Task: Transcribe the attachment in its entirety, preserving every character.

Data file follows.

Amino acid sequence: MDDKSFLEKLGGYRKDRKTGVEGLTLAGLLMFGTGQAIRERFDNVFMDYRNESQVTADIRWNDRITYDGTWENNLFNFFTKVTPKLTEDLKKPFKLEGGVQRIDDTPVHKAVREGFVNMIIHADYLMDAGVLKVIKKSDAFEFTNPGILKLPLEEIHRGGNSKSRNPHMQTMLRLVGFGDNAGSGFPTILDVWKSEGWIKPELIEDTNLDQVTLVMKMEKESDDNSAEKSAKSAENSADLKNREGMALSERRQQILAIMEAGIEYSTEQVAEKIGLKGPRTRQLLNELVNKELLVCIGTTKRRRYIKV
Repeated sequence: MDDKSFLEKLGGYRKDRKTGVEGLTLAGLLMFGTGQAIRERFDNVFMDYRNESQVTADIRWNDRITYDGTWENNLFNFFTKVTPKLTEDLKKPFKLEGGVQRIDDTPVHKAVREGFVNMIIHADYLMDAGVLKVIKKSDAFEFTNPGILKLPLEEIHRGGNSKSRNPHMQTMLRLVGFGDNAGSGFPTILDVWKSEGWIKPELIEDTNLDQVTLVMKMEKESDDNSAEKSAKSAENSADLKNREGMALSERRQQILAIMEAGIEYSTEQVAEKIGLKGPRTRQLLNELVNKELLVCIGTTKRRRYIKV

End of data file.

Amino acid sequence: MDDKSFLEKLGGYRKDRKTGVEGLTLAGLLMFGTGQAIRERFDNVFMDYRNESQVTADIRWNDRITYDGTWENNLFNFFTKVTPKLTEDLKKPFKLEGGVQRIDDTPVHKAVREGFVNMIIHADYLMDAGVLKVIKKSDAFEFTNPGILKLPLEEIHRGGNSKSRNPHMQTMLRLVGFGDNAGSGFPTILDVWKSEGWIKPELIEDTNLDQVTLVMKMEKESDDNSAEKSAKSAENSADLKNREGMALSERRQQILAIMEAGIEYSTEQVAEKIGLKGPRTRQLLNELVNKELLVCIGTTKRRRYIKV
Repeated sequence: MDDKSFLEKLGGYRKDRKTGVEGLTLAGLLMFGTGQAIRERFDNVFMDYRNESQVTADIRWNDRITYDGTWENNLFNFFTKVTPKLTEDLKKPFKLEGGVQRIDDTPVHKAVREGFVNMIIHADYLMDAGVLKVIKKSDAFEFTNPGILKLPLEEIHRGGNSKSRNPHMQTMLRLVGFGDNAGSGFPTILDVWKSEGWIKPELIEDTNLDQVTLVMKMEKESDDNSAEKSAKSAENSADLKNREGMALSERRQQILAIMEAGIEYSTEQVAEKIGLKGPRTRQLLNELVNKELLVCIGTTKRRRYIKV